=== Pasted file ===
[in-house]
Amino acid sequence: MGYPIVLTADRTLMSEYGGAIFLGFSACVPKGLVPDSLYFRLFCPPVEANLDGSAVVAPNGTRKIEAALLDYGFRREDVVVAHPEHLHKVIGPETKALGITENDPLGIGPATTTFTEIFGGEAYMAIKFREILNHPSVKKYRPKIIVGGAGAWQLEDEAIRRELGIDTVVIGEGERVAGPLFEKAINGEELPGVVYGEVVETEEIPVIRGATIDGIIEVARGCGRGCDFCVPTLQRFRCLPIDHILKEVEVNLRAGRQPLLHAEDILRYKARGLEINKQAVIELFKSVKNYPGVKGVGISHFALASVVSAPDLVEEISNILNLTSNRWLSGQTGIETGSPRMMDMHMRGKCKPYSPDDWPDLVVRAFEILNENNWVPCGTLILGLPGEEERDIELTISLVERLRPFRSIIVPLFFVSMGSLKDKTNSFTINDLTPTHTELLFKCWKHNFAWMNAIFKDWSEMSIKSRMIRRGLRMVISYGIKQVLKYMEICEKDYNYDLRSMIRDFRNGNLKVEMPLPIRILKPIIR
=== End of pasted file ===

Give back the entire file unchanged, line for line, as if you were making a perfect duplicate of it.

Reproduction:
[in-house]
Amino acid sequence: MGYPIVLTADRTLMSEYGGAIFLGFSACVPKGLVPDSLYFRLFCPPVEANLDGSAVVAPNGTRKIEAALLDYGFRREDVVVAHPEHLHKVIGPETKALGITENDPLGIGPATTTFTEIFGGEAYMAIKFREILNHPSVKKYRPKIIVGGAGAWQLEDEAIRRELGIDTVVIGEGERVAGPLFEKAINGEELPGVVYGEVVETEEIPVIRGATIDGIIEVARGCGRGCDFCVPTLQRFRCLPIDHILKEVEVNLRAGRQPLLHAEDILRYKARGLEINKQAVIELFKSVKNYPGVKGVGISHFALASVVSAPDLVEEISNILNLTSNRWLSGQTGIETGSPRMMDMHMRGKCKPYSPDDWPDLVVRAFEILNENNWVPCGTLILGLPGEEERDIELTISLVERLRPFRSIIVPLFFVSMGSLKDKTNSFTINDLTPTHTELLFKCWKHNFAWMNAIFKDWSEMSIKSRMIRRGLRMVISYGIKQVLKYMEICEKDYNYDLRSMIRDFRNGNLKVEMPLPIRILKPIIR